Report by Doug Saxton, Estero Resident and BikeWalkLee Estero Representative

Links:
Village of Estero post 2/1/16:  FGCU submits final report of infrastructure inventory


FGCU Study: Estero Infrastructure Inventory (prepared for Village of Estero), Jan. 29, 2016

FGCU PowerPoint presentation on Inventory study to Estero Village Council, Jan. 20, 2016

NBC-2 News 1/28/16: Potholes, cracks in Estero roads need 'immediate attention'

News-Press 1/23/16: Three worst Estero roads identified

BikeWalkLee  related blog posts:
Jan. 6, 2016:Invite to Jan. 12th Estero Village Center workshop

July 13, 2015: Estero citizens press for bike/ped facilities on Estero Parkway 
 
February 7, 2012: Estero: Roadside revisions begin

March 8, 2011:Commissioners back Downtown Estero--mixed use project

February 16, 2012:NBC-2 News: STEM students contribute to street safety [Estero H.S.]

March 20, 2014: ULI Forum, All Eyes on Estero, at FGCU last week points to ways to make Estero walkable/healthy community

December 21, 2010:Estero planning groups' priorities include safer bike paths

November 17, 2010: Estero river district plan includes complete streets features 





Feb. 1st: Upcoming walking/running and biking events

The weather is going supposed to be nicer next weekend, so plan to participate in a group run or ride...it's fun!And don't forget to sign up for the great Royal Palm Classic ride on March 13th.


Upcoming events
Running/walking:
News-Press: 2015 Edison Festival of Lights 5K

·        Saturday, Feb. 6: 5th annual Strides for Education 5K, to benefit Take Stock in Children. 7 a.m. at Florida Southwest State College in Fort Myers (www.ftmyerstrackclub.com)
·        Saturday, Feb. 13: Rotary’s Run for the Rose Garden 5K. Starts at 7:30 a.m. at Rotary Park, Cape Coral. (3dracinginc.com)
·        Saturday, Feb. 13: Gold Medal 5K. Starts at 7:30 a.m. at Artis Naples, to benefit Gulf Coast Runners Youth Development Fund. (gcrunner.org)
·        Sunday, Feb. 14: Paradise Coast Marathon, Half and 5K. Starts and ends at Florida Sports Park, Naples. (www.naplesmarathon.com)
·        Saturday, Feb. 20: Edison Festival of Light 5K, downtown Fort Myers. Starts at 5:45 p.m. with thousands of spectators to cheer you on. (www.ftmyerstrackclub.com)
·        Saturday, Feb. 27: Swamp Stomp 5K, to benefit the Caloosa Humane Society. Starts at 7:30 a.m. at Grandeur Oaks Town Center, LaBelle. (www.ftmyerstrackclub.com)
·        Saturday, Feb 27: TALC Scholarship Fund Run 5K. Benefits go to scholarships to local high school seniors. Rotary Park, Cape Coral. (3dracinginc.com)
·        Sunday, Feb. 28: Naples Coconut 5K. Benefits a number of youth groups. Starts at 7:30 a.m. at Lowdermilk Park, Naples. (gcrunner.org)
·        Sunday, March 6: Hooters Half Marathon and 2-Person Relay. Starts and finishes at Hooters in Fort Myers. Benefits Barbara’s Friend and Moffitt Cancer Center. 7 a.m. start. (www.hootershalfmarathon.com)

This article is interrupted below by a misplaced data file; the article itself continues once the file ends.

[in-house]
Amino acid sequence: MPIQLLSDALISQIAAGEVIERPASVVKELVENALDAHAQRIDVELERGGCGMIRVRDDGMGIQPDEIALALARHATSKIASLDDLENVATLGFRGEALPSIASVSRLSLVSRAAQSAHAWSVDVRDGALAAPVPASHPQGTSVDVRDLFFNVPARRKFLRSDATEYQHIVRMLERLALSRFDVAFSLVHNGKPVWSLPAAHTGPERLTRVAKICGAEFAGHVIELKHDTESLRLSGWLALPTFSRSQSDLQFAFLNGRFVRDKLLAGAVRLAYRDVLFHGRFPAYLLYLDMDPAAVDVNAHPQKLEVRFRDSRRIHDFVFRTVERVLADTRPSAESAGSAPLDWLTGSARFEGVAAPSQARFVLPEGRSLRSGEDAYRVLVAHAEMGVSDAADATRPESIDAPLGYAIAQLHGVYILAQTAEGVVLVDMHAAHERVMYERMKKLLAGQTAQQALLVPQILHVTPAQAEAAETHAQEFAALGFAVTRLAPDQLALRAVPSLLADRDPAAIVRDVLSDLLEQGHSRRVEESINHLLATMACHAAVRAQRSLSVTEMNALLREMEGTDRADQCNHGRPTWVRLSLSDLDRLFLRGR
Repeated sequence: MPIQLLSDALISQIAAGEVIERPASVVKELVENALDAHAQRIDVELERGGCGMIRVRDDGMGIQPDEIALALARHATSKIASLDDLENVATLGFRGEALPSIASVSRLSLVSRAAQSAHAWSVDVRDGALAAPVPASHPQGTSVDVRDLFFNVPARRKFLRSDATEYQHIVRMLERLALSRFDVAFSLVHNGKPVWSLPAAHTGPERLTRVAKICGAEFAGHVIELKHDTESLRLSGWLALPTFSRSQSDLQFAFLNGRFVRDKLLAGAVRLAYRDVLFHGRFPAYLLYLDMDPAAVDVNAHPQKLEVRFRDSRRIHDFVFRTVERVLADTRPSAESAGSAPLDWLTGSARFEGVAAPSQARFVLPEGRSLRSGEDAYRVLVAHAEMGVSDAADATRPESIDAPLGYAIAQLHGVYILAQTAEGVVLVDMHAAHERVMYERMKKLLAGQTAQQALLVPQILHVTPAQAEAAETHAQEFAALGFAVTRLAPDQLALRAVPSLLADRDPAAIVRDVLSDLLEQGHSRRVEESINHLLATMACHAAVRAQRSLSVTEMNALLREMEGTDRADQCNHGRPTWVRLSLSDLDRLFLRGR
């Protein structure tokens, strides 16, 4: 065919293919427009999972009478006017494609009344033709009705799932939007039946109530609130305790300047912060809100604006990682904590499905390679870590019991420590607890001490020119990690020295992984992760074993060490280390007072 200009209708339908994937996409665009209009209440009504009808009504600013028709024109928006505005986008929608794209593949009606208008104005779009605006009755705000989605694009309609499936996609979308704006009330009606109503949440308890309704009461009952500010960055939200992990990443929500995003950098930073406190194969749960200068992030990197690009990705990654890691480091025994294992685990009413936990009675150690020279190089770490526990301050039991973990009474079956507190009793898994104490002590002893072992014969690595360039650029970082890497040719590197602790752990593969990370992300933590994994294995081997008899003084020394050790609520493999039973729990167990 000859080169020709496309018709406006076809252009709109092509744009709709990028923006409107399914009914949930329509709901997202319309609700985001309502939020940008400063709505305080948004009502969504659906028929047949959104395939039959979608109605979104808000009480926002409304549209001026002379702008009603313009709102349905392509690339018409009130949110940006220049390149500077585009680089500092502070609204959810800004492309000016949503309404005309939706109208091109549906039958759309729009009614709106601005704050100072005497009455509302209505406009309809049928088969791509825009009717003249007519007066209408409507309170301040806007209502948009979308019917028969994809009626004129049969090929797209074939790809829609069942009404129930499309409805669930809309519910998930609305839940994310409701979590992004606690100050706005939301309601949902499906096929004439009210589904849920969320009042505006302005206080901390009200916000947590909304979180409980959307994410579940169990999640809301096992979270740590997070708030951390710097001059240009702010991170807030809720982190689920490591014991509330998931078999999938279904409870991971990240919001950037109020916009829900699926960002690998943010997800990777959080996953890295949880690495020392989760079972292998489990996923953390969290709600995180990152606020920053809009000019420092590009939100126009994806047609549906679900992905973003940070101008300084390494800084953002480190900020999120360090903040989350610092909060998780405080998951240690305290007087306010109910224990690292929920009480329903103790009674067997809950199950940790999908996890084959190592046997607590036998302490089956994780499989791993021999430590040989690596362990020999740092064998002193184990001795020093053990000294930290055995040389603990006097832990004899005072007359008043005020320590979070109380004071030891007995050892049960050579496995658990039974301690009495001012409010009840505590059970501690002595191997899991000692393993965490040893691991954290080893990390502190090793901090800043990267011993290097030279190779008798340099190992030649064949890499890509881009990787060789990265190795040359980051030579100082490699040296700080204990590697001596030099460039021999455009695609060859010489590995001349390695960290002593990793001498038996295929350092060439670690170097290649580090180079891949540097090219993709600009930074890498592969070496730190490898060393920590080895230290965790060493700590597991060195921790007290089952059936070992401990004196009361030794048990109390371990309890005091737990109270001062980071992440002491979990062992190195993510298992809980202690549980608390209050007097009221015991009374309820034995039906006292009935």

·        Thursday, March 17: St. Patrick’s Day 5K Fun Run. Starts at 6:15 p.m. from Rip Tide Brewing Company in Naples (gcrunner.org)
·        Saturday, March 19: Pelican Pride 5K Run/Walk. Supports Pelican Elementary (which is also where it starts and finishes) 7:30 start. (3dracinginc.com)
·        Saturday, March 26: Eggs and Ears 5K and Fun Run. Starts at 8 a.m. at Lakes Park, Fort Myers. (3dracinginc.com)

Cycling:
·        Friday, Feb. 5: SW Florida Critical Mass ride. Greet the New Year and join a family-friendly slow ride through Fort Myers. Front and rear bike lights required. Grab your helmet, bring all your friends and meet in the open field next to Publix (beginning at 6:45 p.m. for a 7:15 p.m. roll-out) at First Street Village, 2160 McGregor Blvd. Fort Myers. (twitter.com/swflcm)
A Fort Myers Critical Mass Friday evening ride
·        Friday, Feb. 26: Cape Coral Critical Mass ride. Gather beginning at 6:45 p.m. for a 7:15 roll-out for a family-friendly ride through the Cape. Lights required, helmets recommended.
·        Saturday, Feb. 28: SW Florida Critical Mass will offer a starter/sightseeing ride on Saturday; gather at 9 a.m., roll at 9:15 a.m. from 2160 McGregor Blvd. Distance is 6 miles, includes group ride instruction.
·        Sunday, March 13: 18th annual Royal Palm Classic. Join the Caloosa Riders for an early Saint Patrick’s Day riding of the green! Starting from Fort Myers Brewing Company, 12811 Commerce Lakes Drive, Fort Myers, at 8 a.m. Ride distances of 15, 40, 62 and 80 miles. Full rest stops and SAG support included. (www.caloosariders.org)
·        Sunday, March 13: Annual Everglades Ride: 16 or 62 miles if you stay on the pavement, 27 miles if you don’t (options to adjust distance with all choices).Started from McLeod Park in Everglades City, benefits Friends of River of Grass Greenway and Friends of Fakahatchee. (http://www.caamevents.com/event/everglades-ride/).
·        Saturday, April 2: Pedal and Play in Paradise, offering ride distances of 62, 30, 15 and a mystery ride (all supported), plus free events Friday afternoon if yu register for the Saturday ridge. It al starts in historic Punta Gorda. (http://pedalandplayinparadise.com)

Triathlons:
·        None scheduled locally, check trifind.com or active.com for events statewide.